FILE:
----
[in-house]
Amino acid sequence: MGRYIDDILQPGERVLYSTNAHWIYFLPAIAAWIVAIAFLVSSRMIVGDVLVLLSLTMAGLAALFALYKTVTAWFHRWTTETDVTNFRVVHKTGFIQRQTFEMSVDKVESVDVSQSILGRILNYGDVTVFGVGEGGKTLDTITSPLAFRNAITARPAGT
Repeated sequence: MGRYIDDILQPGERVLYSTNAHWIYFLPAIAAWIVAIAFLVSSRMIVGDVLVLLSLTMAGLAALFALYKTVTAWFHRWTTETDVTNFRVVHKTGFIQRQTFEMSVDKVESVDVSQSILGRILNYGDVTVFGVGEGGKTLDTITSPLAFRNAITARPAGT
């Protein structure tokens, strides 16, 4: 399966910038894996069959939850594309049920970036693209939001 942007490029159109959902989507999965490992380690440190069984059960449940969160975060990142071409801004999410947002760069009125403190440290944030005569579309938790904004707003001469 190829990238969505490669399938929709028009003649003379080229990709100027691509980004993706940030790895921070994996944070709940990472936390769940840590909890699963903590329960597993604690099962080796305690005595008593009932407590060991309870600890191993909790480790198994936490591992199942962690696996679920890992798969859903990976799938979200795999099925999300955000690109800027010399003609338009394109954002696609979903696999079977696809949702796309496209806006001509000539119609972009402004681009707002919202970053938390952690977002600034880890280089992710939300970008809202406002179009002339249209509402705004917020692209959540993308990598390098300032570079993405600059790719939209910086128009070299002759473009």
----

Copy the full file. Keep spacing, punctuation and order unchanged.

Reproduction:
[in-house]
Amino acid sequence: MGRYIDDILQPGERVLYSTNAHWIYFLPAIAAWIVAIAFLVSSRMIVGDVLVLLSLTMAGLAALFALYKTVTAWFHRWTTETDVTNFRVVHKTGFIQRQTFEMSVDKVESVDVSQSILGRILNYGDVTVFGVGEGGKTLDTITSPLAFRNAITARPAGT
Repeated sequence: MGRYIDDILQPGERVLYSTNAHWIYFLPAIAAWIVAIAFLVSSRMIVGDVLVLLSLTMAGLAALFALYKTVTAWFHRWTTETDVTNFRVVHKTGFIQRQTFEMSVDKVESVDVSQSILGRILNYGDVTVFGVGEGGKTLDTITSPLAFRNAITARPAGT
């Protein structure tokens, strides 16, 4: 399966910038894996069959939850594309049920970036693209939001 942007490029159109959902989507999965490992380690440190069984059960449940969160975060990142071409801004999410947002760069009125403190440290944030005569579309938790904004707003001469 190829990238969505490669399938929709028009003649003379080229990709100027691509980004993706940030790895921070994996944070709940990472936390769940840590909890699963903590329960597993604690099962080796305690005595008593009932407590060991309870600890191993909790480790198994936490591992199942962690696996679920890992798969859903990976799938979200795999099925999300955000690109800027010399003609338009394109954002696609979903696999079977696809949702796309496209806006001509000539119609972009402004681009707002919202970053938390952690977002600034880890280089992710939300970008809202406002179009002339249209509402705004917020692209959540993308990598390098300032570079993405600059790719939209910086128009070299002759473009």